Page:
One minute you and your child are having a great time and the next minute your child is in tears for no apparent reason. When faced with this all-too-common occurrence, parents cannot help but wonder why their child is in such distress and how to best comfort them. To understand how to help your child cope with these tears, it is important to explore the mechanics of crying.
What causes tears?
Tears are produced by the accessory lacrimal glands, located in the upper eyelid, and the main lacrimal gland, located just above the eye. These structures secrete tears onto the front surface of the eyes, which then drains into the puncta (a little hole on the bottom eyelid), and finally travels down into the lacrimal duct (located near the nose).
There are three main types of tearing: reflex, emotional, and maintenance. Reflex and emotional tearing come from the main lacrimal gland. Reflex tears are produced from irritants, like dust and wind. Emotional tears occur from feelings, such as sadness, happiness, anger, or fear. Maintenance tearing comes from the accessory lacrimal gland and is always present in the eye. Its purpose is to provide oxygen to the cornea (front surface of the eye), which is essential for clear and sharp vision.
What causes crying?
The physical act of crying is a combination of neural activity in the brain that is associated with emotion and its connection to the lacrimal system, the orbital structure that produces and drains tears.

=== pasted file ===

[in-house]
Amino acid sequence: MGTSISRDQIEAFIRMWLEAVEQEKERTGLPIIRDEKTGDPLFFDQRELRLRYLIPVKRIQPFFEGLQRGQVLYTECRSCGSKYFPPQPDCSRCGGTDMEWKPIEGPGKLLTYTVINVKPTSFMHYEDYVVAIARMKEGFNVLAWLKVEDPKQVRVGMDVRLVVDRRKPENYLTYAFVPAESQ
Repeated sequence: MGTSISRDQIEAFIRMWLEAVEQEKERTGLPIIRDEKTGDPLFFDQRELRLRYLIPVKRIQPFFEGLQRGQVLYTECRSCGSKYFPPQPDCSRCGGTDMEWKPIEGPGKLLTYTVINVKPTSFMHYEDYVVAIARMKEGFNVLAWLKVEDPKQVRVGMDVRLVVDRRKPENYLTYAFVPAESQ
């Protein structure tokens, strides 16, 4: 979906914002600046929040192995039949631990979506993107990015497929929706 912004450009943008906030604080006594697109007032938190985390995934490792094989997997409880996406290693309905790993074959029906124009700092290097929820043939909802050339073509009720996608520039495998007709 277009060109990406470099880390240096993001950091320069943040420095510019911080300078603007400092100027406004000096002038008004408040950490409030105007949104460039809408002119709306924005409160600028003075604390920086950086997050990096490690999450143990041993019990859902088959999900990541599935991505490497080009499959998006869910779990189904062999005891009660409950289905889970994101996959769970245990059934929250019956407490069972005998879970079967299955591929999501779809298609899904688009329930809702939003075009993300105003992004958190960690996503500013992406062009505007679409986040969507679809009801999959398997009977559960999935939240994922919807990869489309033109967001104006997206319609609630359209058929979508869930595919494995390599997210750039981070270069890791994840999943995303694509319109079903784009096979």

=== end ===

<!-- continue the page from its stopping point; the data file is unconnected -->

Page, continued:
Emotions come from different structures of the brain, called the limbic system. This includes the amygdala, hippocampus, and hypothalamus, which are responsible for our emotions, such as love, fear, anger, and emotions associated with a particular memory. The limbic system also regulates the endocrine and autonomic nervous system, which produces a response to emotional stimulation.
Cranial nerves originate from the brain and brainstem and provide motor and sensory information from the brain to the head and neck. The cranial nerves innervate the eye and surrounding structures. More specifically, cranial nerve III (oculomotor nerve), cranial nerve V (trigeminal nerve), and cranial nerve VII (facial nerve) innervate the eyelid, lacrimal gland, and eye. The lacrimal gland receives sensory input from the trigeminal nerve and parasympathetic input from the facial nerve for lacrimation, or tearing.
A stimulus produces neural activity in the brain, the signal is sent to the lacrimal gland via the cranial nerves and tears are produced.
Why do children cry?
There is a neural connection between the brain and lacrimal system. Emotional response to a stimulus is also affected by previous memories. Children may respond to stimulus differently because they have a different memory associated with that stimulus. A stimulus triggering emotional stress to a memory can elicit greater neural response and produce greater amounts of crying.
Understanding why children cry can be beneficial to a parent and a child. Crying is a normal behavior and a product of many factors specific to that child. It is an indicator of how a child may feel. Allowing a child to cry, acknowledging crying as a normal human behavior, and talking about emotions can provide a positive outcome for a child. Parents can practice empathy to their child’s response to emotional triggers, provide them with a safe space to communicate their feelings, and help them come up with strategies to cope with a problem.